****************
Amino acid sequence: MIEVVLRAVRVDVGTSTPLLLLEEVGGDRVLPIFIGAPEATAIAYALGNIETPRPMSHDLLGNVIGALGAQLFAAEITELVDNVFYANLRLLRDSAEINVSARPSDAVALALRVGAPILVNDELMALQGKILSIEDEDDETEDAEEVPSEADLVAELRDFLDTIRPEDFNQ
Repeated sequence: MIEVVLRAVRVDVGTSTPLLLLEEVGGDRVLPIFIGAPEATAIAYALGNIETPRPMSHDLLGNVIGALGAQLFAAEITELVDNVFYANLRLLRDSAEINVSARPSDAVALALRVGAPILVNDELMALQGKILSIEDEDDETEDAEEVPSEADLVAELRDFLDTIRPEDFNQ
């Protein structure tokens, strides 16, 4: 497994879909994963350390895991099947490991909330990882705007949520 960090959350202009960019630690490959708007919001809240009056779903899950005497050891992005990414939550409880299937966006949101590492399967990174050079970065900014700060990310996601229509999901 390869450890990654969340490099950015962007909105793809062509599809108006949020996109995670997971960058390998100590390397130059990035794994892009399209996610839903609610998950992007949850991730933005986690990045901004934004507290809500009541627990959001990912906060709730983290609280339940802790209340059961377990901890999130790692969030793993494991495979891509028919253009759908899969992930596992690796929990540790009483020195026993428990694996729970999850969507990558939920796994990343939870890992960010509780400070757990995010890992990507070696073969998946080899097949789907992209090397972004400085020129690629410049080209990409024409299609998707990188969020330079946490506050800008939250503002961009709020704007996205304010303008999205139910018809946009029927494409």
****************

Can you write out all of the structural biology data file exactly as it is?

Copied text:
Amino acid sequence: MIEVVLRAVRVDVGTSTPLLLLEEVGGDRVLPIFIGAPEATAIAYALGNIETPRPMSHDLLGNVIGALGAQLFAAEITELVDNVFYANLRLLRDSAEINVSARPSDAVALALRVGAPILVNDELMALQGKILSIEDEDDETEDAEEVPSEADLVAELRDFLDTIRPEDFNQ
Repeated sequence: MIEVVLRAVRVDVGTSTPLLLLEEVGGDRVLPIFIGAPEATAIAYALGNIETPRPMSHDLLGNVIGALGAQLFAAEITELVDNVFYANLRLLRDSAEINVSARPSDAVALALRVGAPILVNDELMALQGKILSIEDEDDETEDAEEVPSEADLVAELRDFLDTIRPEDFNQ
């Protein structure tokens, strides 16, 4: 497994879909994963350390895991099947490991909330990882705007949520 960090959350202009960019630690490959708007919001809240009056779903899950005497050891992005990414939550409880299937966006949101590492399967990174050079970065900014700060990310996601229509999901 390869450890990654969340490099950015962007909105793809062509599809108006949020996109995670997971960058390998100590390397130059990035794994892009399209996610839903609610998950992007949850991730933005986690990045901004934004507290809500009541627990959001990912906060709730983290609280339940802790209340059961377990901890999130790692969030793993494991495979891509028919253009759908899969992930596992690796929990540790009483020195026993428990694996729970999850969507990558939920796994990343939870890992960010509780400070757990995010890992990507070696073969998946080899097949789907992209090397972004400085020129690629410049080209990409024409299609998707990188969020330079946490506050800008939250503002961009709020704007996205304010303008999205139910018809946009029927494409």